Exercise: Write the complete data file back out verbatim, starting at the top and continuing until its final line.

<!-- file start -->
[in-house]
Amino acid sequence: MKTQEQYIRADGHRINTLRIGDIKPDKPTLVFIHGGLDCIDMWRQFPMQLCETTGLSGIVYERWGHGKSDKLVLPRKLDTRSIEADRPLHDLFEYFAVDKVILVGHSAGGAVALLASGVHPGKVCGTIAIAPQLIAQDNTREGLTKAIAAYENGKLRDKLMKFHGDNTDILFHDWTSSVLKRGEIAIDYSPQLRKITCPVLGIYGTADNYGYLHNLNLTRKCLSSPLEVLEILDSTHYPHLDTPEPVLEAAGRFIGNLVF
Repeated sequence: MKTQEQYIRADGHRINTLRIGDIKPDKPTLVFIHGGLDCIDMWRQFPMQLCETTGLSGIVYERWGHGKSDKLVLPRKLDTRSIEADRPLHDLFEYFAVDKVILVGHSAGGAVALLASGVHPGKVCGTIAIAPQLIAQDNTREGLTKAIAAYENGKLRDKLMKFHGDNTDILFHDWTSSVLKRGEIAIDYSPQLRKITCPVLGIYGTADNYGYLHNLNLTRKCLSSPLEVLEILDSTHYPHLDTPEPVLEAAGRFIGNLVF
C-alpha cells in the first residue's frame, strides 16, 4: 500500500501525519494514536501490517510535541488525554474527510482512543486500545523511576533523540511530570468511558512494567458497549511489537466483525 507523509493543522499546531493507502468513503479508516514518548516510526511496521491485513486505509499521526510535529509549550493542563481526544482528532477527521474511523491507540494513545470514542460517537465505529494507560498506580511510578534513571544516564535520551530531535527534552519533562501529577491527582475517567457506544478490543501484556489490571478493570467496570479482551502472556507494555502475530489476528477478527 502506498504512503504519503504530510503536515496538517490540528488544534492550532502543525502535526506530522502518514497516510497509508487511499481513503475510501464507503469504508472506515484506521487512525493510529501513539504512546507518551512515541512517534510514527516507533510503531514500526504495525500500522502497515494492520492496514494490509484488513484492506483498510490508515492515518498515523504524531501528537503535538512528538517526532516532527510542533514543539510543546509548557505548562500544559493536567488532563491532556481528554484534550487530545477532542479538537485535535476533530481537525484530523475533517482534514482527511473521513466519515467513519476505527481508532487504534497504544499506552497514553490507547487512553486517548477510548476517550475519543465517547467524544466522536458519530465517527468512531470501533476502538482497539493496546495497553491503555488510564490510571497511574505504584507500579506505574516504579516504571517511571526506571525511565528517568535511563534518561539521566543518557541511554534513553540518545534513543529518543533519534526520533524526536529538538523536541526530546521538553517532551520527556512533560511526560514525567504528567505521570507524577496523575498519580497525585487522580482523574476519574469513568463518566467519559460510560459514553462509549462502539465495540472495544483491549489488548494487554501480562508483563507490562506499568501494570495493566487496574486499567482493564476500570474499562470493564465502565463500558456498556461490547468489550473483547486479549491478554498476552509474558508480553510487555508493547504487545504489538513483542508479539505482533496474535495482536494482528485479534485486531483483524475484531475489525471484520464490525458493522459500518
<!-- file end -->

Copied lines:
[in-house]
Amino acid sequence: MKTQEQYIRADGHRINTLRIGDIKPDKPTLVFIHGGLDCIDMWRQFPMQLCETTGLSGIVYERWGHGKSDKLVLPRKLDTRSIEADRPLHDLFEYFAVDKVILVGHSAGGAVALLASGVHPGKVCGTIAIAPQLIAQDNTREGLTKAIAAYENGKLRDKLMKFHGDNTDILFHDWTSSVLKRGEIAIDYSPQLRKITCPVLGIYGTADNYGYLHNLNLTRKCLSSPLEVLEILDSTHYPHLDTPEPVLEAAGRFIGNLVF
Repeated sequence: MKTQEQYIRADGHRINTLRIGDIKPDKPTLVFIHGGLDCIDMWRQFPMQLCETTGLSGIVYERWGHGKSDKLVLPRKLDTRSIEADRPLHDLFEYFAVDKVILVGHSAGGAVALLASGVHPGKVCGTIAIAPQLIAQDNTREGLTKAIAAYENGKLRDKLMKFHGDNTDILFHDWTSSVLKRGEIAIDYSPQLRKITCPVLGIYGTADNYGYLHNLNLTRKCLSSPLEVLEILDSTHYPHLDTPEPVLEAAGRFIGNLVF
C-alpha cells in the first residue's frame, strides 16, 4: 500500500501525519494514536501490517510535541488525554474527510482512543486500545523511576533523540511530570468511558512494567458497549511489537466483525 507523509493543522499546531493507502468513503479508516514518548516510526511496521491485513486505509499521526510535529509549550493542563481526544482528532477527521474511523491507540494513545470514542460517537465505529494507560498506580511510578534513571544516564535520551530531535527534552519533562501529577491527582475517567457506544478490543501484556489490571478493570467496570479482551502472556507494555502475530489476528477478527 502506498504512503504519503504530510503536515496538517490540528488544534492550532502543525502535526506530522502518514497516510497509508487511499481513503475510501464507503469504508472506515484506521487512525493510529501513539504512546507518551512515541512517534510514527516507533510503531514500526504495525500500522502497515494492520492496514494490509484488513484492506483498510490508515492515518498515523504524531501528537503535538512528538517526532516532527510542533514543539510543546509548557505548562500544559493536567488532563491532556481528554484534550487530545477532542479538537485535535476533530481537525484530523475533517482534514482527511473521513466519515467513519476505527481508532487504534497504544499506552497514553490507547487512553486517548477510548476517550475519543465517547467524544466522536458519530465517527468512531470501533476502538482497539493496546495497553491503555488510564490510571497511574505504584507500579506505574516504579516504571517511571526506571525511565528517568535511563534518561539521566543518557541511554534513553540518545534513543529518543533519534526520533524526536529538538523536541526530546521538553517532551520527556512533560511526560514525567504528567505521570507524577496523575498519580497525585487522580482523574476519574469513568463518566467519559460510560459514553462509549462502539465495540472495544483491549489488548494487554501480562508483563507490562506499568501494570495493566487496574486499567482493564476500570474499562470493564465502565463500558456498556461490547468489550473483547486479549491478554498476552509474558508480553510487555508493547504487545504489538513483542508479539505482533496474535495482536494482528485479534485486531483483524475484531475489525471484520464490525458493522459500518